There are some exchange-traded funds (ETFs) that may be quality ideas for some investors to look into.
ETFs are often investments that give exposure to a diversified group of businesses, in a single trade. Many ETFs also have lower fees than a typical active fund manager.
With that in mind, here are two of the most popular ETFs on the ASX:
Vanguard Msci Index International Shares ETF (ASX: VGS)
This is investment is provided by Vanguard, one of the world’s leading ETF providers. It doesn’t try to make a profit – the owners of Vanguard are the investors themselves, so Vanguard shares the profit by lowering the management fees for investors when it can.
Vanguard Msci Index International Shares ETF has an annual management fee of just 0.18% per annum, which is among the lowest on the ASX. The ETF is more than $2.5 billion in size.
The purpose of the ETF is to provide exposure to many of the world’s largest companies listed in major developed countries. Vanguard says that it offers low-cost access to a broadly diversified portfolio of shares and allows investors to participate in the long-term growth potential of international economies outside of Australia.
It has over 1,500 businesses in its portfolio. Just over two thirds of the portfolio is invested in US shares, though plenty of other countries have a material weighting including Japan, the UK, France, Canada, Switzerland, Germany and so on.
In terms of the actual largest holdings of Vanguard Msci Index International Shares ETF, at the end of November 2020 they were: Apple, Microsoft, Amazon, Facebook, Alphabet, Tesla, Johnson & Johnson, JPMorgan Chase, Visa, Proctor & Gamble, NVIDIA, Nestle and Berkshire Hathaway.
Over the past five years this ETF has generated net returns of 10.6% per annum. Vanguard showed that its price/earnings ratio was 25.5x at the end of November 2020.
Betashares Nasdaq 100 ETF (ASX: NDQ)
This ETF is focused on the largest 100 businesses that are listed on the NASDAQ, which is an American stock exchange.
Many of the largest American tech companies are listed on the NASDAQ. Indeed, its largest holdings include: Apple, Microsoft, Amazon, Tesla, Facebook, Alphabet and Nvidia. These are similar holding names like the Vanguard ETF, however Betashares Nasdaq 100 ETF gives much larger exposure to them in terms of the portfolio weighting. Those seven businesses are not far off making up half of the overall ETF.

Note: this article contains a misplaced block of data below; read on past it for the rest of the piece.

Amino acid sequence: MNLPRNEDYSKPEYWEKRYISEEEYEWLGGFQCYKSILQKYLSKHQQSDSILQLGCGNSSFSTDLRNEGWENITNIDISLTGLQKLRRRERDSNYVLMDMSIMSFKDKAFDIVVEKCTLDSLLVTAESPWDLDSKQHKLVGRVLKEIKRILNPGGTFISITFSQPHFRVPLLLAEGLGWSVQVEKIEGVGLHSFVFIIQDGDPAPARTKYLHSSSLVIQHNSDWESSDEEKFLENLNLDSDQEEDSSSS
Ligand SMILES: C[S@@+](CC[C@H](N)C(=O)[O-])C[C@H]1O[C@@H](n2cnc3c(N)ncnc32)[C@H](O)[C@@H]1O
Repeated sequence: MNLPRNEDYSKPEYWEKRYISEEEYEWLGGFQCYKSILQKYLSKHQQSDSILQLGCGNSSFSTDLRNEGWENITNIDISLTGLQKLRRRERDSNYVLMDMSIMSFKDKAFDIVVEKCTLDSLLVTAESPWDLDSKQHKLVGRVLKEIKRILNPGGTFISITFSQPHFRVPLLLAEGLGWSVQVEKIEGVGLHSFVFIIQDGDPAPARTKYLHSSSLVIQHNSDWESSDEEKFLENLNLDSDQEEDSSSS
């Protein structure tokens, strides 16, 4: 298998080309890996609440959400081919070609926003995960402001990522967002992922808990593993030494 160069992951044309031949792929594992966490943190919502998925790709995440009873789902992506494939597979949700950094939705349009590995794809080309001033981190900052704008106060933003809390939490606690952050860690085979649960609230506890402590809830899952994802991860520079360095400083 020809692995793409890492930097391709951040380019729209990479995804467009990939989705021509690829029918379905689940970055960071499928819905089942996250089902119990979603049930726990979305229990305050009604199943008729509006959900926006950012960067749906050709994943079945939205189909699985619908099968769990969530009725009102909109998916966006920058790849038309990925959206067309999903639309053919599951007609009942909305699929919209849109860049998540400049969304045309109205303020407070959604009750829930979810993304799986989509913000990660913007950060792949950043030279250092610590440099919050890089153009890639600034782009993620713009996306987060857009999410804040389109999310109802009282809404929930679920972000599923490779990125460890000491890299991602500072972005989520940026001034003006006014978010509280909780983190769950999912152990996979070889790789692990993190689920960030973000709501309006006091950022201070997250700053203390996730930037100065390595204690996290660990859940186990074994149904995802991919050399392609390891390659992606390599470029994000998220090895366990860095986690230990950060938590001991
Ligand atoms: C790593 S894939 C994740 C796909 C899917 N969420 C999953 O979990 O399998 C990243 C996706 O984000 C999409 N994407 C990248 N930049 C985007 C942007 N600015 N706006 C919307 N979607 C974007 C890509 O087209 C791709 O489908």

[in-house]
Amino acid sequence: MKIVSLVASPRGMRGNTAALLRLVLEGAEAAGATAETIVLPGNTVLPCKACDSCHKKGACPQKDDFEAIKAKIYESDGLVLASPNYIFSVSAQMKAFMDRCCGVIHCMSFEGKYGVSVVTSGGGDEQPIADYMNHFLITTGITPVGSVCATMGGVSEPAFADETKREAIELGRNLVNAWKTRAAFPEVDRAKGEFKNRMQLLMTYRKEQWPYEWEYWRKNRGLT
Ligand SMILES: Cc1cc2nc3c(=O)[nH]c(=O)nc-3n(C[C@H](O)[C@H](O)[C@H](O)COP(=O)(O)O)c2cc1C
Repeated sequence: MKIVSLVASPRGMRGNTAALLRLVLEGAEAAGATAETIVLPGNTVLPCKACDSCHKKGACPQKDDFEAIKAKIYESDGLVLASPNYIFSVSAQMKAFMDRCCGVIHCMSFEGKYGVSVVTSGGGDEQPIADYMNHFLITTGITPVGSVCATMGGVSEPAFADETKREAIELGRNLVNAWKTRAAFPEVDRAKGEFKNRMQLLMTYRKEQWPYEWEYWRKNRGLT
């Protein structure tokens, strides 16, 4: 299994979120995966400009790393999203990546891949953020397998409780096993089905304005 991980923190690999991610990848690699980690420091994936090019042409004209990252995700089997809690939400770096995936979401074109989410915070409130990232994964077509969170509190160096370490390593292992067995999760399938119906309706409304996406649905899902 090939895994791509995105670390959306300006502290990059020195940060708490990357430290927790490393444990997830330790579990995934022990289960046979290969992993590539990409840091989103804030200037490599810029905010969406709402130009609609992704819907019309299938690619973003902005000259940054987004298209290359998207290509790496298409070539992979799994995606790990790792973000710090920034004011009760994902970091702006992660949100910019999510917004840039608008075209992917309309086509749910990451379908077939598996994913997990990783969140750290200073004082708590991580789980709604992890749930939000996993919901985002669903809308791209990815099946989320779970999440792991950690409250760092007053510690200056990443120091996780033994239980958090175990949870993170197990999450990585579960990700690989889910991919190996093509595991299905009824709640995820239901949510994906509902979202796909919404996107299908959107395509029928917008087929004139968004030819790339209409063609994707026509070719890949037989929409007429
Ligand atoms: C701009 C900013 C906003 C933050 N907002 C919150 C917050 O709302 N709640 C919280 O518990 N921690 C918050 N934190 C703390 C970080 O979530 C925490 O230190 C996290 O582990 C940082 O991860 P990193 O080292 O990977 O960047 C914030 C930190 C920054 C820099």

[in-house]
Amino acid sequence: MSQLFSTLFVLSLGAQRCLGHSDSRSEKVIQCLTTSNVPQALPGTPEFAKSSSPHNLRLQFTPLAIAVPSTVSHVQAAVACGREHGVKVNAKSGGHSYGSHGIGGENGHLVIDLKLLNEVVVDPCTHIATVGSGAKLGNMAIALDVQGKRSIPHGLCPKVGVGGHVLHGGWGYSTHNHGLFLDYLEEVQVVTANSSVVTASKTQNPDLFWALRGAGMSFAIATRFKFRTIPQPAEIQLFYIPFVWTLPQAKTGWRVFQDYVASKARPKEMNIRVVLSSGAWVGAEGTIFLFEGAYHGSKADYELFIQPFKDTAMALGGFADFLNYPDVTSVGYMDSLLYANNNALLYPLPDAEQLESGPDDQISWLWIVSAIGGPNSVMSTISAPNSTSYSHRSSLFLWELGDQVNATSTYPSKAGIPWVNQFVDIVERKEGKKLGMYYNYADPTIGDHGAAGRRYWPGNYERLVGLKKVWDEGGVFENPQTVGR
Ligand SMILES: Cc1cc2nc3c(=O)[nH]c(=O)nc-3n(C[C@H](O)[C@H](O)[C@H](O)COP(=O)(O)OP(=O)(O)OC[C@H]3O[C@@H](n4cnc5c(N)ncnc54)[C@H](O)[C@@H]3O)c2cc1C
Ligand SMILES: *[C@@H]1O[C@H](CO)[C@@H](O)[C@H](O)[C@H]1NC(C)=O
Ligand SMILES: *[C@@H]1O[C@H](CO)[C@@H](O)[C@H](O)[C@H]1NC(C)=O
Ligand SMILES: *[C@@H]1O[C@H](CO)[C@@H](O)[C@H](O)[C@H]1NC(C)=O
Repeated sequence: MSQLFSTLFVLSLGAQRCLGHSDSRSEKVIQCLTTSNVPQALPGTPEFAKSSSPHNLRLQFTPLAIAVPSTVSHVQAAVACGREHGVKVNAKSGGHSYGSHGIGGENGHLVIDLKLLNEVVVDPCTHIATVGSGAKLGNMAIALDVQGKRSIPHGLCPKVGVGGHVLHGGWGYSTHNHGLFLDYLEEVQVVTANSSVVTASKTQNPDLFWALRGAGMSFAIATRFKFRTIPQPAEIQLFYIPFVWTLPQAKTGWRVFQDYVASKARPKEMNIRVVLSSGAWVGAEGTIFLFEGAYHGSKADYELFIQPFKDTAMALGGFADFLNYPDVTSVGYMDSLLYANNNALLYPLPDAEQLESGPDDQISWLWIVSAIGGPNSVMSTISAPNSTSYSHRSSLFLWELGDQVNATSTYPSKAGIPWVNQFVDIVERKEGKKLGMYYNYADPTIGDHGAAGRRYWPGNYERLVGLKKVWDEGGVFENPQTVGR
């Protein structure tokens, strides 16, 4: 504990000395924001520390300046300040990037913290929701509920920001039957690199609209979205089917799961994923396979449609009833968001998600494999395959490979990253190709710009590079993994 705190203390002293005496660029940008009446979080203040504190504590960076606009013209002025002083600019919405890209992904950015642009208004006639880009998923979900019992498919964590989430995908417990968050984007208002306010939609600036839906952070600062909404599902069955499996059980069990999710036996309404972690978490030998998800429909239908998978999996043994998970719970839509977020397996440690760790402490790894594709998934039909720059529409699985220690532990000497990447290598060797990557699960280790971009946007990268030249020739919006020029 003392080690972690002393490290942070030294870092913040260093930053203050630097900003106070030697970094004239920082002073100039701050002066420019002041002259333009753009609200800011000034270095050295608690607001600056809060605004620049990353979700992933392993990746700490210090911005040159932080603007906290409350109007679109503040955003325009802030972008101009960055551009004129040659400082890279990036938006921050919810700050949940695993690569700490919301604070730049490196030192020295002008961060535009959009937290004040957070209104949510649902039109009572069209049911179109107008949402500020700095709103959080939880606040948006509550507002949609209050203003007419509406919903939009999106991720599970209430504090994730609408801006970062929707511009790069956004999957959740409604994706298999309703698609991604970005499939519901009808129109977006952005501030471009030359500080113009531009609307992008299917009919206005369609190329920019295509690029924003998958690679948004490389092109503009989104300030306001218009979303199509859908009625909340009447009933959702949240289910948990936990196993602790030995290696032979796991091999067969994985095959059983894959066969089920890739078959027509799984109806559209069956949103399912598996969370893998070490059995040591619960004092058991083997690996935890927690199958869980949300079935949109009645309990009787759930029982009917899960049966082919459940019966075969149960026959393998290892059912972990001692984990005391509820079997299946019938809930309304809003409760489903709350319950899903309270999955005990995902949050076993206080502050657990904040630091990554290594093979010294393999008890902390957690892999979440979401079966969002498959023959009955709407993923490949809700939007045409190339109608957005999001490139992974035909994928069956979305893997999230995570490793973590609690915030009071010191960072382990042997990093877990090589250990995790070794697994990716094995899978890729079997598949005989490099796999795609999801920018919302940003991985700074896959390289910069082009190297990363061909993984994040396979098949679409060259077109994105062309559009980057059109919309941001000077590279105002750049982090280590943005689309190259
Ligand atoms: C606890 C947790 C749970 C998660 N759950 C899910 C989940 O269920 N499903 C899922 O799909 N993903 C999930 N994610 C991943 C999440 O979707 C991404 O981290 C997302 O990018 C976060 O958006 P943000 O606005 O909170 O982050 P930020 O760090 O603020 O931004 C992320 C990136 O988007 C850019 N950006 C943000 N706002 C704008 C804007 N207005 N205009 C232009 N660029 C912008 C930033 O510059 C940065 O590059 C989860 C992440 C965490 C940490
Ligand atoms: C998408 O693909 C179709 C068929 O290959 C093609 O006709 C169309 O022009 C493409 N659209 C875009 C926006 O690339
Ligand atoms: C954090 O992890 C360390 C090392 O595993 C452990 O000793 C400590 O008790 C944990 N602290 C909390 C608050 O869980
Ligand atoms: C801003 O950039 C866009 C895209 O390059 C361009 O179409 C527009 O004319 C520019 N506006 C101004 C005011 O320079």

However, there are plenty of other businesses that are recognisable in the ETF’s portfolio such as PayPal, Adobe, Netflix, Intel, Broadcom, Qualcomm and Texas Instruments.
The annual management fee of Betashares Nasdaq 100 ETF is higher than the Vanguard one, at 0.48% per annum.
However, the net returns have been much higher in recent years. Over the past year to 31 December 2020 Betashares Nasdaq 100 ETF made a net return of 34.8%. Over the past five years it generated a net return of 22% per annum.
Whilst a large portion of Betashares Nasdaq 100 ETF is dedicated to tech shares, there are some non-tech holdings such as PepsiCo, Costco, Starbucks, Monster Beverage and Moderna, which gives sector diversification.
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Tristan Harrison has no position in any of the stocks mentioned. The Motley Fool Australia’s parent company Motley Fool Holdings Inc. owns shares of BETANASDAQ ETF UNITS. The Motley Fool Australia has recommended BETANASDAQ ETF UNITS and Vanguard MSCI Index International Shares ETF. The Motley Fool has a disclosure policy. This article contains general investment advice only (under AFSL 400691). Authorised by Bruce Jackson.
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